Carbon sequestration, also known as carbon capture and storage (CCS), is a technological approach to solving global warming by preventing the CO2 from entering the atmosphere when coal is burned. The process involves capturing CO2 at coal-fired power plants, transporting the gas, and storing it instead of letting it enter the atmosphere.
However, it is extremely expensive – not nearly cost-competitive with other solutions to the climate crisis. There are also major concerns over CO2 leakage and the fact that the sequestration process itself requires large amounts of energy. Additionally, the technologies needed for the process are not likely to be ready in time to apply CCS to new power plants about to come online, and retrofitting old plants with CCS is very expensive. Since now is the time to cut emissions, carbon sequestration is not the answer. Read the Intergovernmental Panel on Climate Change Report on CCS for more detail.
- CCS technologies could capture 85-95% of a power plant’s emissions, but do not address toxic waste or other air pollutants such as mercury.
- The three types of CCS technology that have been demonstrated to work in certain conditions are pre-combustion, post-combustion, and oxyfuel combustion.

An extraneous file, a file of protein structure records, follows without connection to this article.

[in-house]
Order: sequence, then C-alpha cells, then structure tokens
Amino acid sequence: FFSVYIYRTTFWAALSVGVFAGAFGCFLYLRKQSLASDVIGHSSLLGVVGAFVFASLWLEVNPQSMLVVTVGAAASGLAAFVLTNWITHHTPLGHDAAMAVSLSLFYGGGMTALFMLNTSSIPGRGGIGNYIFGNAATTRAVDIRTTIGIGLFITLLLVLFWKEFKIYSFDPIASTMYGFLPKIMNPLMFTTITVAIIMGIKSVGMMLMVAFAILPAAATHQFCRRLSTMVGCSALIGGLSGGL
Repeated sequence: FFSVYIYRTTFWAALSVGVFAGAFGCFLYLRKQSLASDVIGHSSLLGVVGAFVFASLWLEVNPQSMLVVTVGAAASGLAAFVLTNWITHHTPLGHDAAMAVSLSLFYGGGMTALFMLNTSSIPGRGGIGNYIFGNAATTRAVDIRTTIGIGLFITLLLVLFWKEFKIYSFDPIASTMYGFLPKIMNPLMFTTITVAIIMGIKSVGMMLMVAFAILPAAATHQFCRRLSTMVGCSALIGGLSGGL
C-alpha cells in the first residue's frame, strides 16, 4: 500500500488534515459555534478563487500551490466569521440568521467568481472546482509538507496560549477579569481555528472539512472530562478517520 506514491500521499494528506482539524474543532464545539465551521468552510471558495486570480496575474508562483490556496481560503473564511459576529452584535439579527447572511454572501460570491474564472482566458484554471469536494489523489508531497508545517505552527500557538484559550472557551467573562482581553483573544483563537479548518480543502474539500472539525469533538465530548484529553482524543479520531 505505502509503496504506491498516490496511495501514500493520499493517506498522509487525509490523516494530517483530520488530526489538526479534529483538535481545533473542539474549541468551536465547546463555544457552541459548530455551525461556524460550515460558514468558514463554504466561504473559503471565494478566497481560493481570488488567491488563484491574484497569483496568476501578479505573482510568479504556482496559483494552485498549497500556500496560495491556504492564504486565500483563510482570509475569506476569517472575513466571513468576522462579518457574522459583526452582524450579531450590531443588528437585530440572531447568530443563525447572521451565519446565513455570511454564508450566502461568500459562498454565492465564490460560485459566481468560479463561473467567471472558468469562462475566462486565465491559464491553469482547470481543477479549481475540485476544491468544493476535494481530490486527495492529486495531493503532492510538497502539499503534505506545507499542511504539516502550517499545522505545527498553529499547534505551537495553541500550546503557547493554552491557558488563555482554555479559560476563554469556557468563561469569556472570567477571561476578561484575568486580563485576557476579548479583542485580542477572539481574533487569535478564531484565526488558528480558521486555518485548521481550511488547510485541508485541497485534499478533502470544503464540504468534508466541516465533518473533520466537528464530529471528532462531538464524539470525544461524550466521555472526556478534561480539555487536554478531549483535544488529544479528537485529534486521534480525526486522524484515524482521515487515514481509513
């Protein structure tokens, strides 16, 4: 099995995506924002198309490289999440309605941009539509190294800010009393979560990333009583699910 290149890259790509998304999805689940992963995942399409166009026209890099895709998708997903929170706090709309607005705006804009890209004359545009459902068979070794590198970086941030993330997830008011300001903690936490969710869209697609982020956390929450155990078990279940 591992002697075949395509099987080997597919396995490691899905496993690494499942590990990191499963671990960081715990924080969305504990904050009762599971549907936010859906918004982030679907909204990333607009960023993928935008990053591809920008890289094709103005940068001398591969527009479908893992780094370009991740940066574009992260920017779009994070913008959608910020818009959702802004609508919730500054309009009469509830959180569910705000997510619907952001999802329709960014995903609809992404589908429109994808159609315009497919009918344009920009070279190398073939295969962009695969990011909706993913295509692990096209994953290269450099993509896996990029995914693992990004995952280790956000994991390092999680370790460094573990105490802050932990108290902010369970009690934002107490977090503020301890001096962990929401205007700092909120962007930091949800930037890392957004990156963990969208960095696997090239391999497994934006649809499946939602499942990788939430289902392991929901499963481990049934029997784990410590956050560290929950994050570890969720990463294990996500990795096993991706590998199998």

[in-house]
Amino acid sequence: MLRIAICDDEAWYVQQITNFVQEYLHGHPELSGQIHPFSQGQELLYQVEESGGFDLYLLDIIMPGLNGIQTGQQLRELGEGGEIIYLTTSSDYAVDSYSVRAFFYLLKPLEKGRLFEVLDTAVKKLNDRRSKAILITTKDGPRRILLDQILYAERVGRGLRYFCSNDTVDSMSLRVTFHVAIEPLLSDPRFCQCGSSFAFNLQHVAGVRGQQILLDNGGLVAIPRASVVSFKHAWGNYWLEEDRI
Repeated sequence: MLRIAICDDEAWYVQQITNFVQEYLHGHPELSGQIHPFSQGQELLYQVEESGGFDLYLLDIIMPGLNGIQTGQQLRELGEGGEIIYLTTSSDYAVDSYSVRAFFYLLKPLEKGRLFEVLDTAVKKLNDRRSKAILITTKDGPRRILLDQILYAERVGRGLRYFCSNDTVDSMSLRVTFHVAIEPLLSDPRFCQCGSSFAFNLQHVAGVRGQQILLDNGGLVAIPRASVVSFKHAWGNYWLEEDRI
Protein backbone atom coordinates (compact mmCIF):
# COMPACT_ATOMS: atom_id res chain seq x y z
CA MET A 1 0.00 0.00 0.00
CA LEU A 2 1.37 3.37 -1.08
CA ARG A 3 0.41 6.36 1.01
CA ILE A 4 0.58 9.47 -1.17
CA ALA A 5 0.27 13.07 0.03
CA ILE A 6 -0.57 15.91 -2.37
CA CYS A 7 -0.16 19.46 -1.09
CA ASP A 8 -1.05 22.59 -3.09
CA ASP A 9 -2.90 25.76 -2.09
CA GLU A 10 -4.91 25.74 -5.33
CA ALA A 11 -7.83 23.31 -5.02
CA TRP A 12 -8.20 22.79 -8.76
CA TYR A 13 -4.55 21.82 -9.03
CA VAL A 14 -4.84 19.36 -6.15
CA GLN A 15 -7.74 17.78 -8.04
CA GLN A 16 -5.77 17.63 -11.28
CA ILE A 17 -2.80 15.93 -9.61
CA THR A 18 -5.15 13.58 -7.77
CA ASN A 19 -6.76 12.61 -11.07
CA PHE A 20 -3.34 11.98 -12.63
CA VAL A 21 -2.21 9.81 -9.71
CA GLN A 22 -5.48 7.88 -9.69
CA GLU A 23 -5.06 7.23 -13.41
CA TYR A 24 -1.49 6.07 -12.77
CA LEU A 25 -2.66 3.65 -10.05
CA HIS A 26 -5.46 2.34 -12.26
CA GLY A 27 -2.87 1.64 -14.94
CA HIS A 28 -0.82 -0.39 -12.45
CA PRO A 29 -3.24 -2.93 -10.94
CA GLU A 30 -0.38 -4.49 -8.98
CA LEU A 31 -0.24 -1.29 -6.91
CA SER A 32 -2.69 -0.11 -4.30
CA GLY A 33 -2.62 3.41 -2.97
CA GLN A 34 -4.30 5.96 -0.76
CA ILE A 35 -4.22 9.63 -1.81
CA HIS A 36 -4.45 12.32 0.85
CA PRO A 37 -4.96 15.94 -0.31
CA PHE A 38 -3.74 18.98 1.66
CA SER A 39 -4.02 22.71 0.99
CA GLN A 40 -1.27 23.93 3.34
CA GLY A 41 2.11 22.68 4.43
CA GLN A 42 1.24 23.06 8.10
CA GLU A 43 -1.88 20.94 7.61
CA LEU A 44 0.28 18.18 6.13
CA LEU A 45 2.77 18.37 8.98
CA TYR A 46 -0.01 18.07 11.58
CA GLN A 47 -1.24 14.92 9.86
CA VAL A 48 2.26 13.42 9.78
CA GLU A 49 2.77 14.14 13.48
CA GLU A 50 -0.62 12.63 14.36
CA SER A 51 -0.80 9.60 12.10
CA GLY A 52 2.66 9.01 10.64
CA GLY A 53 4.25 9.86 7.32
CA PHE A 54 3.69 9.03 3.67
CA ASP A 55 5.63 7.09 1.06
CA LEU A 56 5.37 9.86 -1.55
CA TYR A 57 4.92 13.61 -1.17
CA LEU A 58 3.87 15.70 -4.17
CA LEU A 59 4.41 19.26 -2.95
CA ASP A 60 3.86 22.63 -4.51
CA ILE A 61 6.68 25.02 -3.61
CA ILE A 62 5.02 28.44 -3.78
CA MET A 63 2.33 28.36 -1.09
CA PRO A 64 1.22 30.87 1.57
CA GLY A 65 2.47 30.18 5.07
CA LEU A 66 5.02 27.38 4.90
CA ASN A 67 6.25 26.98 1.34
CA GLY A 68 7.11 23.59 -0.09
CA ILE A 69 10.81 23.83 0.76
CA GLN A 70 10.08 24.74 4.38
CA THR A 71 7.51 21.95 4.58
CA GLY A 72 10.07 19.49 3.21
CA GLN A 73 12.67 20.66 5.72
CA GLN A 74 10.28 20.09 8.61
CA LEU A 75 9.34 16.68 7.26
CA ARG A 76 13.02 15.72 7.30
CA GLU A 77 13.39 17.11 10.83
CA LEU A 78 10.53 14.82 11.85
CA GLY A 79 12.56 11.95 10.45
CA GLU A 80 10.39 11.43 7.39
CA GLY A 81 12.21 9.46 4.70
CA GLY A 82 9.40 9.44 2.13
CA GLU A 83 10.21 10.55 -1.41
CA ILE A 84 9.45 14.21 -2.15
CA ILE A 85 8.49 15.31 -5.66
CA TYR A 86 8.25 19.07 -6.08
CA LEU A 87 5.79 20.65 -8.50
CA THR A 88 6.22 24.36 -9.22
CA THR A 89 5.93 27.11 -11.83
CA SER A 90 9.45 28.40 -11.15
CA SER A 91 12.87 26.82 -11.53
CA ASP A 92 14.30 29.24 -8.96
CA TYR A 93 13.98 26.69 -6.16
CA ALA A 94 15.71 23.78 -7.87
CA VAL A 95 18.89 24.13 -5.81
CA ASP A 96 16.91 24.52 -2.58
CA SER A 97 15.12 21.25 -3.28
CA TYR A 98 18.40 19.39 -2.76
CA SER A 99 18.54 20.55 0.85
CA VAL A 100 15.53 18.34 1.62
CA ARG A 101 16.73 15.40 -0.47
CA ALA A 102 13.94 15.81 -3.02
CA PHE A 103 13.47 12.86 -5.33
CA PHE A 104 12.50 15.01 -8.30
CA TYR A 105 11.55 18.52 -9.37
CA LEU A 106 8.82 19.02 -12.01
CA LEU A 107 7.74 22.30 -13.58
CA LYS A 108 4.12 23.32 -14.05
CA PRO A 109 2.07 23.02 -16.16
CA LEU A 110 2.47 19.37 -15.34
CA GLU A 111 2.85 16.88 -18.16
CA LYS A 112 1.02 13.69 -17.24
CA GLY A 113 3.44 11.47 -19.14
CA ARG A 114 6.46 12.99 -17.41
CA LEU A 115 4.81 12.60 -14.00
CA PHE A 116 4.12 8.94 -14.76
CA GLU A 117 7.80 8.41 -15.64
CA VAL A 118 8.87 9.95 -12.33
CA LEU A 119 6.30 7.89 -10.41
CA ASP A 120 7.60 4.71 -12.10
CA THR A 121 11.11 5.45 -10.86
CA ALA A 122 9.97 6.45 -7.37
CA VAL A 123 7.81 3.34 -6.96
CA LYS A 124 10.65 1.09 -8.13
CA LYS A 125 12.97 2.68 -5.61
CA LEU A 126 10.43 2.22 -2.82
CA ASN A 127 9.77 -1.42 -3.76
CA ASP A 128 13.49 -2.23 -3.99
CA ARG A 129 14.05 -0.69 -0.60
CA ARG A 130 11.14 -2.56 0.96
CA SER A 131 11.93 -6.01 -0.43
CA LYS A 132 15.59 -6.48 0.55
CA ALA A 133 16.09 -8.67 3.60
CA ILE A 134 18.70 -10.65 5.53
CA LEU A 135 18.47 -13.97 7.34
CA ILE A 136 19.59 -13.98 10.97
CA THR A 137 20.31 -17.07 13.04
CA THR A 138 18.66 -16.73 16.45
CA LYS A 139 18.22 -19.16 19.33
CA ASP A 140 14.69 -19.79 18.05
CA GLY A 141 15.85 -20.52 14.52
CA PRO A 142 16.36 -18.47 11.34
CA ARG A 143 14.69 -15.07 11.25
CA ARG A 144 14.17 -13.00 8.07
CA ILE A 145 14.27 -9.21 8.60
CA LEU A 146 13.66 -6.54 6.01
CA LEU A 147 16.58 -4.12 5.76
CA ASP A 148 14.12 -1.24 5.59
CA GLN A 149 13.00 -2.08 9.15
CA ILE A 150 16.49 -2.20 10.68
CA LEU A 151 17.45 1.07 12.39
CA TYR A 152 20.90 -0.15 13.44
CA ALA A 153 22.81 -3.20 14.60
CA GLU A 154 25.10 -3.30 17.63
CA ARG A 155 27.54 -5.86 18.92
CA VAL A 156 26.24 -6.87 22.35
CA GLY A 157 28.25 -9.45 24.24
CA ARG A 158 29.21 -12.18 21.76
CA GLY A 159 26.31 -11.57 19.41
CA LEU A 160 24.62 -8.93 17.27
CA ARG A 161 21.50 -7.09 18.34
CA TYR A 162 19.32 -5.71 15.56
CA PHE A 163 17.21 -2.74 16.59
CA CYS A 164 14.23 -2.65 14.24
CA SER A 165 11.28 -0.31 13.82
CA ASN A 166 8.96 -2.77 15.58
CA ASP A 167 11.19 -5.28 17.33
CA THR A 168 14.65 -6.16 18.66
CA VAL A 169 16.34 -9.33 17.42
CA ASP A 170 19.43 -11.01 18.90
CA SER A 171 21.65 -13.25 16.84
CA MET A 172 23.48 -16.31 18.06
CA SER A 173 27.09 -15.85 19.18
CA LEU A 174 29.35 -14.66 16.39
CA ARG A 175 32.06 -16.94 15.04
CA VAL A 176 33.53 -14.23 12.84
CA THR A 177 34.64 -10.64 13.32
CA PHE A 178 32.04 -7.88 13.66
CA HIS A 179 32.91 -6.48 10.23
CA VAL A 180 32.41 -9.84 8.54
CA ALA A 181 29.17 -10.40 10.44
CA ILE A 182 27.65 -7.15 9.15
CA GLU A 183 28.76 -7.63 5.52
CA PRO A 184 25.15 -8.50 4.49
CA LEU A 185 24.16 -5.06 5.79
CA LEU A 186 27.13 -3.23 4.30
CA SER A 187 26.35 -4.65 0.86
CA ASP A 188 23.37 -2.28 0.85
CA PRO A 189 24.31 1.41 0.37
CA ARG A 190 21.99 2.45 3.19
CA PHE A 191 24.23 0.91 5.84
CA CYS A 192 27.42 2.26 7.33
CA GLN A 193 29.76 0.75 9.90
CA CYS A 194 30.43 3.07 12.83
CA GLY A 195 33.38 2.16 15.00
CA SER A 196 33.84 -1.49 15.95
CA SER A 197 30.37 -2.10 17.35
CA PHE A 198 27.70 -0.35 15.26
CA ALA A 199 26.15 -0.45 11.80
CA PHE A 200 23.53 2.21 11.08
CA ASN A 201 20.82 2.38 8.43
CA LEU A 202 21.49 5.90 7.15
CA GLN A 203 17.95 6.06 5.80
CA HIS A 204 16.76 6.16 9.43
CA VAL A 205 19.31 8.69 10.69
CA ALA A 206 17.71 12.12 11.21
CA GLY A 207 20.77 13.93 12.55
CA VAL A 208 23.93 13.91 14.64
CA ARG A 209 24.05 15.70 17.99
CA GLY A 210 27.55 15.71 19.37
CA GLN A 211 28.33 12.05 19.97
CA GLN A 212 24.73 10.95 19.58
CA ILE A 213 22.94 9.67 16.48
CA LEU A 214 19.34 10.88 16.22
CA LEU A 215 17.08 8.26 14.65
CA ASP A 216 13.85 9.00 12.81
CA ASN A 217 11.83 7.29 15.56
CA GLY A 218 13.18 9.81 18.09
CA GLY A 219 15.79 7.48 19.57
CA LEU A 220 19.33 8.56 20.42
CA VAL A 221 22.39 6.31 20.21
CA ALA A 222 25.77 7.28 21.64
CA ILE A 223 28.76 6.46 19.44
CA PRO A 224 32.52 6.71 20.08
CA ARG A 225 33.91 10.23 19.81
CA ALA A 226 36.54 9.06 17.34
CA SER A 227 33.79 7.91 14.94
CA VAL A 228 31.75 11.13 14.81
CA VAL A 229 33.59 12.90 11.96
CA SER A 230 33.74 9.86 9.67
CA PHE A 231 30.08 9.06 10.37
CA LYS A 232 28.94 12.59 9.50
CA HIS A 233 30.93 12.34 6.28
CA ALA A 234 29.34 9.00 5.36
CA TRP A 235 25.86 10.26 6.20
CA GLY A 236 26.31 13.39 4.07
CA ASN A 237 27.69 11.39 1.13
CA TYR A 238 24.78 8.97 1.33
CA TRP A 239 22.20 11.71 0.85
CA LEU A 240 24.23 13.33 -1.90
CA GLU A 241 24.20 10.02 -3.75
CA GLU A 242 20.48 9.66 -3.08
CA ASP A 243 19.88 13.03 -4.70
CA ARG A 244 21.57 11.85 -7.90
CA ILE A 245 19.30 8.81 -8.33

- Methods of ambient air capture are also proposed for controlling emissions. This process of removing CO2 directly from the air would address emissions from automobiles, but would be very costly and remain an unproven technology.
- For distances up to 1,000 km, pipelines are used to transport the compressed CO2. For longer distances or locations inaccessible by pipeline, ships or trucks are used.
- CO2 is released in the process of transporting captured CO2 for storage, as the trucks and ships burn fuel.
- CO2 can be stored in underground geological formations, the ocean, or mineral carbonates. In some cases, it can also be used for industrial purposes.
- Geological storage options include gas or oil formations, saline formations, Enhanced Oil Recovery (EOR), and Enhanced Coal Bed Methane recovery (ECBM).
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